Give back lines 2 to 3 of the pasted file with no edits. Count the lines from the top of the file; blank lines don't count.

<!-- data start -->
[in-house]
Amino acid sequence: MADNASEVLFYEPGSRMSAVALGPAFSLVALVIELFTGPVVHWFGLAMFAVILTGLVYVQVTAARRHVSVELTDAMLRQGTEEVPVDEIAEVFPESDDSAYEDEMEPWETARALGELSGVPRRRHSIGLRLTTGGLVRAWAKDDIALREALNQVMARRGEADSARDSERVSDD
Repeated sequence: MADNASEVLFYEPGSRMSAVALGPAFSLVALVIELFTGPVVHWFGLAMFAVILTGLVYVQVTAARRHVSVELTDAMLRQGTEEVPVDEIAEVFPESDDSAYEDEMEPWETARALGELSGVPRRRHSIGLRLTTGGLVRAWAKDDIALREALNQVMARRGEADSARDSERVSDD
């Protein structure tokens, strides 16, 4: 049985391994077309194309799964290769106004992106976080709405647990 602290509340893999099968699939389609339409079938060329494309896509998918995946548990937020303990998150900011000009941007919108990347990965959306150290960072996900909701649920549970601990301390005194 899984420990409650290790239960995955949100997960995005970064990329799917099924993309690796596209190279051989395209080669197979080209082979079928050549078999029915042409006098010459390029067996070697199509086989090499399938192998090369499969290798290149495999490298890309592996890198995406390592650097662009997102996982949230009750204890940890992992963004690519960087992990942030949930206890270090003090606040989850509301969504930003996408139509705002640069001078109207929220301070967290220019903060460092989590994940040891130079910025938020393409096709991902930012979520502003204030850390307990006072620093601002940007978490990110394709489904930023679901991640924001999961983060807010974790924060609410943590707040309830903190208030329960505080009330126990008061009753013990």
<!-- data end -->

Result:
Amino acid sequence: MADNASEVLFYEPGSRMSAVALGPAFSLVALVIELFTGPVVHWFGLAMFAVILTGLVYVQVTAARRHVSVELTDAMLRQGTEEVPVDEIAEVFPESDDSAYEDEMEPWETARALGELSGVPRRRHSIGLRLTTGGLVRAWAKDDIALREALNQVMARRGEADSARDSERVSDD
Repeated sequence: MADNASEVLFYEPGSRMSAVALGPAFSLVALVIELFTGPVVHWFGLAMFAVILTGLVYVQVTAARRHVSVELTDAMLRQGTEEVPVDEIAEVFPESDDSAYEDEMEPWETARALGELSGVPRRRHSIGLRLTTGGLVRAWAKDDIALREALNQVMARRGEADSARDSERVSDD